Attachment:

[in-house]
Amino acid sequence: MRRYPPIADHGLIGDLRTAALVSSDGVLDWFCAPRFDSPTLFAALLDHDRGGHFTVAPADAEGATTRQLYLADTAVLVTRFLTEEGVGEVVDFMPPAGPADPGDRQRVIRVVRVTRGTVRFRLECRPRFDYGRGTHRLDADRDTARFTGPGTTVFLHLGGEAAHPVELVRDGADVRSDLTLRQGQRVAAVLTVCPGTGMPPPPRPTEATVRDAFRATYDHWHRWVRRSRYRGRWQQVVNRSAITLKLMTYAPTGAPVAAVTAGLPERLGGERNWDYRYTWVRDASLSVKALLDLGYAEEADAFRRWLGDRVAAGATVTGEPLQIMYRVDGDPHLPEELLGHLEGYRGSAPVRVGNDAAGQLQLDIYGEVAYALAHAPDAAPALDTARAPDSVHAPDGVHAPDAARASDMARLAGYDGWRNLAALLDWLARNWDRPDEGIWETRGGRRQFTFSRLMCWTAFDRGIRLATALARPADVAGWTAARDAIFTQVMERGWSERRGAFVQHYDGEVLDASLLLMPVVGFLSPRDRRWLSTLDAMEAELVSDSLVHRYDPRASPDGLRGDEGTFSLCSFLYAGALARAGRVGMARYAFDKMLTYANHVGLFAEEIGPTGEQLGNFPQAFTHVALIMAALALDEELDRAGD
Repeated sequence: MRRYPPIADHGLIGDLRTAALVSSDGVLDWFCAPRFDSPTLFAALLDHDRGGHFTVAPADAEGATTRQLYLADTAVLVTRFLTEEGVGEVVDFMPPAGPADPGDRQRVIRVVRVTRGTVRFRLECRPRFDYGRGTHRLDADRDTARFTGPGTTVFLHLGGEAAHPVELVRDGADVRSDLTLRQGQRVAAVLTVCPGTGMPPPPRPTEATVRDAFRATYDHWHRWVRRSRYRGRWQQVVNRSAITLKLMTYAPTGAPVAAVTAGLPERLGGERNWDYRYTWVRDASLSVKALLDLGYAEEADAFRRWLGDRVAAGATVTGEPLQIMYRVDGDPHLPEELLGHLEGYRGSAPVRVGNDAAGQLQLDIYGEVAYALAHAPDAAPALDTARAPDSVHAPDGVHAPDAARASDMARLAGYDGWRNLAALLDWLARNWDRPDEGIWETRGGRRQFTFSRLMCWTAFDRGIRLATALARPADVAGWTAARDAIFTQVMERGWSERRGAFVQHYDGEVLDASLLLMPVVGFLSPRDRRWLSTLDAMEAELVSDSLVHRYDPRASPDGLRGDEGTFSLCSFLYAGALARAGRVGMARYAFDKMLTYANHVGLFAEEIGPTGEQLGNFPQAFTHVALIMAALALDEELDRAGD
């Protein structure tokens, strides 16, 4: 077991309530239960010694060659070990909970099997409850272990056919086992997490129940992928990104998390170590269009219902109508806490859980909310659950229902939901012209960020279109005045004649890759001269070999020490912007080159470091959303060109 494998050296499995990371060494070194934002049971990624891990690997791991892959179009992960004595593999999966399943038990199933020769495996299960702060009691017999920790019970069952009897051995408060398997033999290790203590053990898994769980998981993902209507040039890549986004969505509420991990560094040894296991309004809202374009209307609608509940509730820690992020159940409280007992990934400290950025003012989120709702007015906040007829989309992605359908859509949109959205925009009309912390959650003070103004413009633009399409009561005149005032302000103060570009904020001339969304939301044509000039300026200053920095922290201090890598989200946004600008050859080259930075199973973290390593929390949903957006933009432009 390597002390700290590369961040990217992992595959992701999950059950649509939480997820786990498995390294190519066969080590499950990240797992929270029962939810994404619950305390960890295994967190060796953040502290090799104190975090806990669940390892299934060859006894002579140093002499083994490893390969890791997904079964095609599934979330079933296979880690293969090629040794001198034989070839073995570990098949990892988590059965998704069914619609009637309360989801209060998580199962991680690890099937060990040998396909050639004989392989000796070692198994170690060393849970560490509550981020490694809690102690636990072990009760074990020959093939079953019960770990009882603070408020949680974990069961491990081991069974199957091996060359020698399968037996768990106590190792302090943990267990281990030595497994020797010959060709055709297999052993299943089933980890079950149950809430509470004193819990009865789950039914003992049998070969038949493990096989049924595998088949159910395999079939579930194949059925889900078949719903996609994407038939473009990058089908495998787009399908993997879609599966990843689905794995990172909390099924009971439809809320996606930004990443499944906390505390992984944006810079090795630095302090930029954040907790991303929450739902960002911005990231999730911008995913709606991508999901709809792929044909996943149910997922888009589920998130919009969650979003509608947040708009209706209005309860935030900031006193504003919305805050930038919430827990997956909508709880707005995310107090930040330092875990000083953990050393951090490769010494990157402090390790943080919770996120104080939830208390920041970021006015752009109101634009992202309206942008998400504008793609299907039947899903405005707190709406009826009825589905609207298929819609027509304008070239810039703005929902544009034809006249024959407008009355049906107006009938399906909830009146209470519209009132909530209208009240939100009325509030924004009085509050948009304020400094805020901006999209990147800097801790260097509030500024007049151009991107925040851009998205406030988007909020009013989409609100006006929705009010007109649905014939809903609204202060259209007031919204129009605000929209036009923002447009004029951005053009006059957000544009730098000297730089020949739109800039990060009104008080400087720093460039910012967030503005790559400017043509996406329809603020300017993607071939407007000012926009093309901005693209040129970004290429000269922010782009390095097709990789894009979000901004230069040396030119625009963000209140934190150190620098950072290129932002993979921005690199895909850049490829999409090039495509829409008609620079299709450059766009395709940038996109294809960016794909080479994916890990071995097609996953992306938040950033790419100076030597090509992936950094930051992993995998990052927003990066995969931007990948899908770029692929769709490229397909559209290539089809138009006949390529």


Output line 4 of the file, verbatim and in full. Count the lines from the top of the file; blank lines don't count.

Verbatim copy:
């Protein structure tokens, strides 16, 4: 077991309530239960010694060659070990909970099997409850272990056919086992997490129940992928990104998390170590269009219902109508806490859980909310659950229902939901012209960020279109005045004649890759001269070999020490912007080159470091959303060109 494998050296499995990371060494070194934002049971990624891990690997791991892959179009992960004595593999999966399943038990199933020769495996299960702060009691017999920790019970069952009897051995408060398997033999290790203590053990898994769980998981993902209507040039890549986004969505509420991990560094040894296991309004809202374009209307609608509940509730820690992020159940409280007992990934400290950025003012989120709702007015906040007829989309992605359908859509949109959205925009009309912390959650003070103004413009633009399409009561005149005032302000103060570009904020001339969304939301044509000039300026200053920095922290201090890598989200946004600008050859080259930075199973973290390593929390949903957006933009432009 390597002390700290590369961040990217992992595959992701999950059950649509939480997820786990498995390294190519066969080590499950990240797992929270029962939810994404619950305390960890295994967190060796953040502290090799104190975090806990669940390892299934060859006894002579140093002499083994490893390969890791997904079964095609599934979330079933296979880690293969090629040794001198034989070839073995570990098949990892988590059965998704069914619609009637309360989801209060998580199962991680690890099937060990040998396909050639004989392989000796070692198994170690060393849970560490509550981020490694809690102690636990072990009760074990020959093939079953019960770990009882603070408020949680974990069961491990081991069974199957091996060359020698399968037996768990106590190792302090943990267990281990030595497994020797010959060709055709297999052993299943089933980890079950149950809430509470004193819990009865789950039914003992049998070969038949493990096989049924595998088949159910395999079939579930194949059925889900078949719903996609994407038939473009990058089908495998787009399908993997879609599966990843689905794995990172909390099924009971439809809320996606930004990443499944906390505390992984944006810079090795630095302090930029954040907790991303929450739902960002911005990231999730911008995913709606991508999901709809792929044909996943149910997922888009589920998130919009969650979003509608947040708009209706209005309860935030900031006193504003919305805050930038919430827990997956909508709880707005995310107090930040330092875990000083953990050393951090490769010494990157402090390790943080919770996120104080939830208390920041970021006015752009109101634009992202309206942008998400504008793609299907039947899903405005707190709406009826009825589905609207298929819609027509304008070239810039703005929902544009034809006249024959407008009355049906107006009938399906909830009146209470519209009132909530209208009240939100009325509030924004009085509050948009304020400094805020901006999209990147800097801790260097509030500024007049151009991107925040851009998205406030988007909020009013989409609100006006929705009010007109649905014939809903609204202060259209007031919204129009605000929209036009923002447009004029951005053009006059957000544009730098000297730089020949739109800039990060009104008080400087720093460039910012967030503005790559400017043509996406329809603020300017993607071939407007000012926009093309901005693209040129970004290429000269922010782009390095097709990789894009979000901004230069040396030119625009963000209140934190150190620098950072290129932002993979921005690199895909850049490829999409090039495509829409008609620079299709450059766009395709940038996109294809960016794909080479994916890990071995097609996953992306938040950033790419100076030597090509992936950094930051992993995998990052927003990066995969931007990948899908770029692929769709490229397909559209290539089809138009006949390529």